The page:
Sher Tremonte Secures Release for Clients During COVID-19
The COVID-19 pandemic has wreaked havoc for all of us, but among the most vulnerable are the hundreds of thousands of our citizens who are incarcerated. Through our individual representations and leadership in the defense community, Sher Tremonte has been active in addressing the challenges and dangers of the virus in jails and prisons since the outset of the pandemic.
Jails and prisons—tightly packed facilities where social distancing is incredibly difficult, if not impossible—have been hotbeds of COVID-19 outbreaks. Studies have found that correctional facilities have a higher number of cases and deaths than the general population. Many incarcerated people suffer from pre-existing medical conditions that make them particularly susceptible to contracting the virus. The inability to social distance, coupled with medically vulnerable individuals, is a worst-case scenario that puts countless lives at risk.
When the pandemic hit, Sher Tremonte immediately began advocating for our clients and get those who were vulnerable out from behind bars – seeking bail for clients in pretrial detention and compassionate release, a new legal mechanism provided by the First Step Act, for clients serving sentences in federal custody. In six different cases, the Firm has been successful in securing safety for our clients. In May, partner Michael Tremonte and associate Noam Biale secured compassionate release for Alberto Pena, a 60-year-old man who was incarcerated in a federal prison in New Jersey which had dozens of COVID-19 cases. Judge Alison Nathan in the Southern District of New York ordered his release due to the “extraordinary danger” he faced. In April, partner Justine Harris obtained compassionate release for Basil Hansen, a 72-year-old client who had served 12 years of a 20-year sentence for a non-violent drug offense. Despite vehement objection from the government, Judge Kiyo Matsumoto in the EDNY agreed that given his frail health condition, extraordinary and compelling reasons warranted his release.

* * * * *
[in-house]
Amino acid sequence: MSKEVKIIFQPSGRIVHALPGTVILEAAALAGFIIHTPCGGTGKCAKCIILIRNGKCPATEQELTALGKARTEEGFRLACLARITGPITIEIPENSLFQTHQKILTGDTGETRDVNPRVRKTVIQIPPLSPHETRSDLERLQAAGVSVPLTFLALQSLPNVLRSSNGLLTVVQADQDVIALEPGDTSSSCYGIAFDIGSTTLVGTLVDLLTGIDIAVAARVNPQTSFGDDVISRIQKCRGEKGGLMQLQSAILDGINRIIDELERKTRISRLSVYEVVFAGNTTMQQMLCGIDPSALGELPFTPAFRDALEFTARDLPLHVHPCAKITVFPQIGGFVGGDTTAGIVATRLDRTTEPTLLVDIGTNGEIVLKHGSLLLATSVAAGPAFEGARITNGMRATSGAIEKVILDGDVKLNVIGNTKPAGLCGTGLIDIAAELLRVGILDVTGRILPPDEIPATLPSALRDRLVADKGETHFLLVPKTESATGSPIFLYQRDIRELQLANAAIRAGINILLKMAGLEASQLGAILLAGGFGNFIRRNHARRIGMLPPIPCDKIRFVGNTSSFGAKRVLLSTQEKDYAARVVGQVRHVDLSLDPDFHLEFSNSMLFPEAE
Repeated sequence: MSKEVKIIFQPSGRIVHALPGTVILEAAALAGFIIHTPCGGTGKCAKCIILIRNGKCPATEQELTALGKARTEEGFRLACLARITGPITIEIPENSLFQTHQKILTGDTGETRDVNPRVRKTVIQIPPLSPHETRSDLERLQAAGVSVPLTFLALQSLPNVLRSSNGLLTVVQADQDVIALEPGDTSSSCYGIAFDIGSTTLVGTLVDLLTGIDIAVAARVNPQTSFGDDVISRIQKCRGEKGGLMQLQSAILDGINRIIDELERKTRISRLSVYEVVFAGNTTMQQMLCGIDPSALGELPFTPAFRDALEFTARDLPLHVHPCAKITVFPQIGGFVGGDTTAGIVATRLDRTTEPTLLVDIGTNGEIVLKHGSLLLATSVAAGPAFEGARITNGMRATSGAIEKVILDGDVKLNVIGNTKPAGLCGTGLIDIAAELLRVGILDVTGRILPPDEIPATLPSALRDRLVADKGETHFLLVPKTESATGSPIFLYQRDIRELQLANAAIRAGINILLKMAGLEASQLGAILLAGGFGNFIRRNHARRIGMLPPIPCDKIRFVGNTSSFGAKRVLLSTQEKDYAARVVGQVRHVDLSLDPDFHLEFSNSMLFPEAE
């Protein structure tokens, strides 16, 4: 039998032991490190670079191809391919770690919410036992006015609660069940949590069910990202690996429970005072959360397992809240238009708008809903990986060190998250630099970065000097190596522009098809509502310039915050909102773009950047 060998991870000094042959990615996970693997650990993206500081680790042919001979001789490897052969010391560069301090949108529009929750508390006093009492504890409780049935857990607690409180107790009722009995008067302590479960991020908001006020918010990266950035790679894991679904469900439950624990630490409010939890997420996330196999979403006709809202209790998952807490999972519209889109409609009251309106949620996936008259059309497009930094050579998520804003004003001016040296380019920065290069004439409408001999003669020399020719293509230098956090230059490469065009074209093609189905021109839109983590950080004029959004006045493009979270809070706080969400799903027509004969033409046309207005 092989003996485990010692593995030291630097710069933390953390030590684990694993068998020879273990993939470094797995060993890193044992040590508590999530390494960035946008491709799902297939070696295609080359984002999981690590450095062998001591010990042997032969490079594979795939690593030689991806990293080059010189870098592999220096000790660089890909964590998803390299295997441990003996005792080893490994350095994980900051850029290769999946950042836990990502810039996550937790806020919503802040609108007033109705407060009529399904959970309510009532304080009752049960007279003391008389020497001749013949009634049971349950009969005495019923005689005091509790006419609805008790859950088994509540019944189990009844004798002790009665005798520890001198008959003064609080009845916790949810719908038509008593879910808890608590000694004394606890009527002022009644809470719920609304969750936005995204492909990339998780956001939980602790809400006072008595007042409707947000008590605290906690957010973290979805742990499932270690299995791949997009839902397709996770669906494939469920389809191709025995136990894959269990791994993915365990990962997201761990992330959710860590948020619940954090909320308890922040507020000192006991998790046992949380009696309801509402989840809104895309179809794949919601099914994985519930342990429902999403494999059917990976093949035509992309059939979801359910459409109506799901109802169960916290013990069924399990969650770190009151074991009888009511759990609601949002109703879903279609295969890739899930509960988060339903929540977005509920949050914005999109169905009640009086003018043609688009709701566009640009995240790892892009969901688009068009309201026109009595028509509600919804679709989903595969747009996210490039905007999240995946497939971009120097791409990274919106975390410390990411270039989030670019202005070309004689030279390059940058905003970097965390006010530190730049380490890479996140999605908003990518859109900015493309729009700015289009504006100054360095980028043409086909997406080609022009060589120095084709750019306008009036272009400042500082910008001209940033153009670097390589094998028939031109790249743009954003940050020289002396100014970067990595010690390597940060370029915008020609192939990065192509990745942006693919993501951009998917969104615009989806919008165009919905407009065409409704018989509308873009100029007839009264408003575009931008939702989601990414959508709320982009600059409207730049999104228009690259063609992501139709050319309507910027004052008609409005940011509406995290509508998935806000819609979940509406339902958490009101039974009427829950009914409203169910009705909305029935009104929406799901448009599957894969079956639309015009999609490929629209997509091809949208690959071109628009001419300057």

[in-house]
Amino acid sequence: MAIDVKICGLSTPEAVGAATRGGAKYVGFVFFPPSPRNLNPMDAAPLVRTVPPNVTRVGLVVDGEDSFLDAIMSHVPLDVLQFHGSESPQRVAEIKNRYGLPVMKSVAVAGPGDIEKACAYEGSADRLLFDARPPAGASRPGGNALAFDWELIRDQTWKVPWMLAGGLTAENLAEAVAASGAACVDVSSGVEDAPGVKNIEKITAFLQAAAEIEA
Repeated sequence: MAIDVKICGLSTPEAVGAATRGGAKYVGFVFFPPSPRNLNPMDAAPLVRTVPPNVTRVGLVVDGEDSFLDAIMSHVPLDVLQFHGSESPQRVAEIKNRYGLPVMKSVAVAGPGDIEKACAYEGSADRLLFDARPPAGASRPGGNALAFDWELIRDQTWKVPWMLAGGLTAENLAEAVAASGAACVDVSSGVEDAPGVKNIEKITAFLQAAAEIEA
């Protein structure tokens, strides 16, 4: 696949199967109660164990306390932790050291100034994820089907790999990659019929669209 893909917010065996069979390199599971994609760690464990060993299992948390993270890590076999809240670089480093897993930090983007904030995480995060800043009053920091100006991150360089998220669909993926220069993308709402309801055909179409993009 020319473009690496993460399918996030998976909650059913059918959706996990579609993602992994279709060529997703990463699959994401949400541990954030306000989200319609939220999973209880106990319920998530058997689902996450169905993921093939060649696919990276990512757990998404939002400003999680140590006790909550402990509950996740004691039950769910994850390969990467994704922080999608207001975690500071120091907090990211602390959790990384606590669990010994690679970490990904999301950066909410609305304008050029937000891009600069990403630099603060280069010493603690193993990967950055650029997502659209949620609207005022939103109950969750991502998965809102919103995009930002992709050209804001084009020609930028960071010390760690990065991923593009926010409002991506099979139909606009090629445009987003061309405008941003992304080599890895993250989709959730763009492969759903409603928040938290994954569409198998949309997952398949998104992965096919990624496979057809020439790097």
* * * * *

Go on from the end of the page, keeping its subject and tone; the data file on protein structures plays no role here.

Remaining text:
Sher Tremonte also took a leading role in connecting lawyers with the right resources to support these petitions. Through the Women’s White Collar Defense Association, Ms. Harris, with help from Sher Tremonte associate Heather Yu Han and paralegals Jennifer Lara and Avital Fried, supported lawyers across the country by compiling a resource bank with sample petitions, caselaw and data. An interview with Ms. Harris featuring her leadership efforts can be found here. Ms. Harris also served as a panelist for CLE seminars hosted by the Federal Bar Council and the National Association of Criminal Defense Lawyers, and continues to serve as pro bono resource counsel for the NACDL/FAMM Compassionate Release Clearinghouse Project. Finally, as vice-chair of the Board of the Federal Defenders of New York, Ms. Harris has worked to recruit and train pro bono counsel to take on compassionate release cases.
As the virus continues to spread throughout our communities, and the risk of infection within jails and prisons shows no sign of abating, this work is not over. Sher Tremonte is committed to protecting those who are most vulnerable during this public health crisis.